Overkill – Live in Overhausen (Nuclear Blast)Friday, 11th May 2018
When it comes to Overkill, you know they go all in when presenting a ‘full album in its entirety’ concept. Go big, or go home, right? For the latest Live in Overhausen, that means recording a live double CD/DVD (this site only privy to the audio portion at review time) performing two albums in their entirety for a special German show. The choices this go around would be the band’s fifth studio record Horrorscope – marking their initial transition into a quintet – as well as their debut album Feel the Fire. How certain records age and change can be reflected in that primal live arena – especially with the current Overkill lineup (as bassist D.D. Verni and singer Bobby ‘Blitz’ Ellsworth are the only originals left from that 1985-1991 era when the records originally hit the streets) giving these songs their fresh take and modern attack.
One of the best-selling albums in the Overkill catalog for Horrorscope, they consistently perform cuts like “Coma” and “Thanx for Nothing” to this day – but it’s also refreshing to hear the spooky keyboards that signal the jackhammer rhythms and machine gun snare action within “Bare Bones” and the crunchy riff slaughter for the demolition hammer that is “Nice Day for a Funeral”. You have to love Blitz’s off the cuff stage banter – ‘come on now, don’t disappoint me’ and ‘let’s continue this madness’ as they roll through the deep tracks. For the old-timers first experiencing East Coast thrash metal, Feel the Fire represented a changing of the guard during the mid-1980’s. Beyond the fact that “Rotten to the Core” and “Hammerhead” are set list staples, you get to hear their punk and traditional influences taken to a speed level for “There’s No Tomorrow” as well as D.D.’s bass importance during the title track (referred to sarcastically as ‘the governor of New Jersey’). The intensity, the blazing riffs, the shrieks, the passion – it’s all in there and more as Overkill leave no stone unturned, delivering in spades a once in a lifetime performance over the course of close to two-hours. The audience needs little prompting for requisite chants and background supplementation for singing (check out “Kill At Command” for both), which assuredly pleased the green and black attack from the stage.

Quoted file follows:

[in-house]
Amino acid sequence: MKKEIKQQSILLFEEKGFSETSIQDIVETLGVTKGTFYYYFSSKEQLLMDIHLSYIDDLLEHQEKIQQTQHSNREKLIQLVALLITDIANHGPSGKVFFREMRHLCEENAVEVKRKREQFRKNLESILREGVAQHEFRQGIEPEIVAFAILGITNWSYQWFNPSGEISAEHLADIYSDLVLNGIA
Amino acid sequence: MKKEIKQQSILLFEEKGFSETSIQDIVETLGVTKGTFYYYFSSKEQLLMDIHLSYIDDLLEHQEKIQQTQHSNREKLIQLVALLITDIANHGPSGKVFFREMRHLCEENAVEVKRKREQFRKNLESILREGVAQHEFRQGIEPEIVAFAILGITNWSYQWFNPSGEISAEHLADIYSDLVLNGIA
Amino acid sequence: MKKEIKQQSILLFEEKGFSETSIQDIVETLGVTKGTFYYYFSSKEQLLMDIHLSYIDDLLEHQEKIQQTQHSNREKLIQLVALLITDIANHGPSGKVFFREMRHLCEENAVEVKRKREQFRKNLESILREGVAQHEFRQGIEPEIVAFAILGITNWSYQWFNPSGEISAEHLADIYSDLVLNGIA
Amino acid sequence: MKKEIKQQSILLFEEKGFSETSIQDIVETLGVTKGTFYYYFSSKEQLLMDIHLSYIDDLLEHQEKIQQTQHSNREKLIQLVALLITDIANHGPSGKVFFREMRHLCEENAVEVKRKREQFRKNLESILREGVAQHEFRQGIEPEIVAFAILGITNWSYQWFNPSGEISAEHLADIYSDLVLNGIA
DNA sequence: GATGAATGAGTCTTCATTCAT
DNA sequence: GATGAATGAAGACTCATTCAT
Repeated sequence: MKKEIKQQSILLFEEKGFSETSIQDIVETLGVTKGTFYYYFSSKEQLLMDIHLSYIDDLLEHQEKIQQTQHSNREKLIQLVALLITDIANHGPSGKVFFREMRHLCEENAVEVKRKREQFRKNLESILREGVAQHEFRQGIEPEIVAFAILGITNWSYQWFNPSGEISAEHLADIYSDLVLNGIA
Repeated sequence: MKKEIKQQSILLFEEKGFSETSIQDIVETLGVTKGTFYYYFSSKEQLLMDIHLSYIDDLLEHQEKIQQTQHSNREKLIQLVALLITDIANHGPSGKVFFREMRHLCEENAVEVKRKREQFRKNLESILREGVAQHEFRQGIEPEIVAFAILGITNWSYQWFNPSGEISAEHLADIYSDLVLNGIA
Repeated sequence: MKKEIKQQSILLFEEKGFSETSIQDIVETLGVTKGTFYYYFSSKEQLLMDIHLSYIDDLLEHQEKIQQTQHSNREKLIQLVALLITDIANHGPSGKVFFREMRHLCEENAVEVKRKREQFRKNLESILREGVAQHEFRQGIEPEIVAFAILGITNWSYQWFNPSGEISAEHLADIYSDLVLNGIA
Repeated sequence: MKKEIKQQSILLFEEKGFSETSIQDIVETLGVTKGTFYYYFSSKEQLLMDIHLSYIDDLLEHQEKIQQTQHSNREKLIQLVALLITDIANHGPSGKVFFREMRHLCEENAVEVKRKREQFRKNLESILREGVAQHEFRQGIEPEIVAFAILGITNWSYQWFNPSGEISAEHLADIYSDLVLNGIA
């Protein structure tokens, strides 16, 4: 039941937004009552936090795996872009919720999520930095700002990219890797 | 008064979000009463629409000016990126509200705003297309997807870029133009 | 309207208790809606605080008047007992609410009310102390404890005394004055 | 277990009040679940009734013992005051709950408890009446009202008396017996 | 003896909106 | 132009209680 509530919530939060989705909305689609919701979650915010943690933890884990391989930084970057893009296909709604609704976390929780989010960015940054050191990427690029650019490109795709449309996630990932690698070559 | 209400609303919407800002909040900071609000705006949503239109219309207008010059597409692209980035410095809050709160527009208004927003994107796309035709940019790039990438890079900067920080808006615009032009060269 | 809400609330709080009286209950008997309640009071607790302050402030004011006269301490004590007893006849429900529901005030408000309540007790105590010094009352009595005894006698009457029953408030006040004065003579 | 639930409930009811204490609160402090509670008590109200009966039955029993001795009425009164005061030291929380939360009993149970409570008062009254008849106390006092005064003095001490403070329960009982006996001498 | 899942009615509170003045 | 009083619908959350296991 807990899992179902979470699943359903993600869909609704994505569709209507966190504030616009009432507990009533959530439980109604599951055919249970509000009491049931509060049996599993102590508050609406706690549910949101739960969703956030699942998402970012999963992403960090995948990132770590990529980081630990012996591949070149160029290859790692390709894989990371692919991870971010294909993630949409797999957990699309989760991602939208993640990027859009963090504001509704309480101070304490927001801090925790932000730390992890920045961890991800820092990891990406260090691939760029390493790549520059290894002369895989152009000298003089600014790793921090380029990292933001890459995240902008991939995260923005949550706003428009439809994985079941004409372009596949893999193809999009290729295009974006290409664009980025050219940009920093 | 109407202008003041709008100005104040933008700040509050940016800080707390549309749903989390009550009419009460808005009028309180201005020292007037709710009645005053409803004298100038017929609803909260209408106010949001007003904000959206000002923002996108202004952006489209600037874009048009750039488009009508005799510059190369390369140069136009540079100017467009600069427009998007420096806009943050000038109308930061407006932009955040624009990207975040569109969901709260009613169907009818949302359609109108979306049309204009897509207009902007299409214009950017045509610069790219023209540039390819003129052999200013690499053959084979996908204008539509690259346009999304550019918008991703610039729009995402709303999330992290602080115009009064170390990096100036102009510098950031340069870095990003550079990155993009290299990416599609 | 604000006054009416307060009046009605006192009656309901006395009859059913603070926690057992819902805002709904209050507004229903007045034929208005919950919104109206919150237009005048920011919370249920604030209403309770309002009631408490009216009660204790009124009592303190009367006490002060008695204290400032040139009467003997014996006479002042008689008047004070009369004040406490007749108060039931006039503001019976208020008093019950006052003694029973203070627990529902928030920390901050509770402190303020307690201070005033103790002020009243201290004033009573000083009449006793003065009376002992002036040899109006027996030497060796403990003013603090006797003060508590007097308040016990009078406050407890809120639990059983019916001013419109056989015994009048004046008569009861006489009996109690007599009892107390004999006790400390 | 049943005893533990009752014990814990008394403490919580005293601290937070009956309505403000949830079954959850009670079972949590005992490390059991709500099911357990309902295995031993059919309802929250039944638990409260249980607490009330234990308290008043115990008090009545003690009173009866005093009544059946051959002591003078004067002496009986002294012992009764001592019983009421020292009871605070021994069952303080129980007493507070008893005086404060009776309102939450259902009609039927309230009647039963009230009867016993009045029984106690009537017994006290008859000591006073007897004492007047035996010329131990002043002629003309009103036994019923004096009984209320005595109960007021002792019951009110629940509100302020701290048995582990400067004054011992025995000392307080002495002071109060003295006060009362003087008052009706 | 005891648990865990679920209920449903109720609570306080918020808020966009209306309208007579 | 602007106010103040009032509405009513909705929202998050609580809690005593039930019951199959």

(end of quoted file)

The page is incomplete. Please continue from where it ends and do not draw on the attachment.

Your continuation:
Already cracking the creative whip for another studio album in the offing, Overkill has that resiliency that reminds me of Motörhead – they refuse to lose and will stop at nothing to keep releasing quality metal for their global audience to enjoy, headbang, and treasure.